For most moderate to severe substance use disorder cases, treatment begins with a withdrawal management program or a “medical detox” as it’s often called. This is to ensure that the individual is stable enough to receive further treatment.
After this initial period, the patient goes through a continuum of care. Each step of the process they will have input regarding what type of treatment should occur next. This is critical, as recovering individuals may respond differently to available treatments. Close cooperation with counselors and therapists is needed to figure out what approached may or may not be working.
Most people who finish detox will be advised to continue residential treatment, at least for the short term. When people go to a rehab program, they will learn more about the recovery process and be able to continue progress after the program.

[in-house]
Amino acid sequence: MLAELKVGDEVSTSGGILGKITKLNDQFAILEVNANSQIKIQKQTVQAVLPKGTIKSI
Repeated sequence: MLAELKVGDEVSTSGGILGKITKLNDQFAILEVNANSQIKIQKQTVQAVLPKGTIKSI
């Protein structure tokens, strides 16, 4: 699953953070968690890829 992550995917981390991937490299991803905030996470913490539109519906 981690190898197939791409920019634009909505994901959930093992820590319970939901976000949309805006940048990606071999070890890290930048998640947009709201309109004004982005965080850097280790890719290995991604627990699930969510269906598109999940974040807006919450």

After a short-term program, the recovering individual will have to make a few decisions They can go to a longer-term program to continue their progress, or return home if they feel ready. If they choose to return home, outpatient treatments may be recommended.
It’s worth noting that, in most cases, the more time spent in rehab, the lower the risk of relapse and the better the odds of an individual achieving sustainable long-term success in their recovery. For this reason, individuals recovering from severe substance use disorders are advised to enter a long-term residential program or a sober living community.
No matter what treatment program they are in, recovering individuals should pay attention to the warning signs of a relapse. If the person doesn’t feel that a treatment is working, it’s important to talk things over with a counselor to find a more suitable program.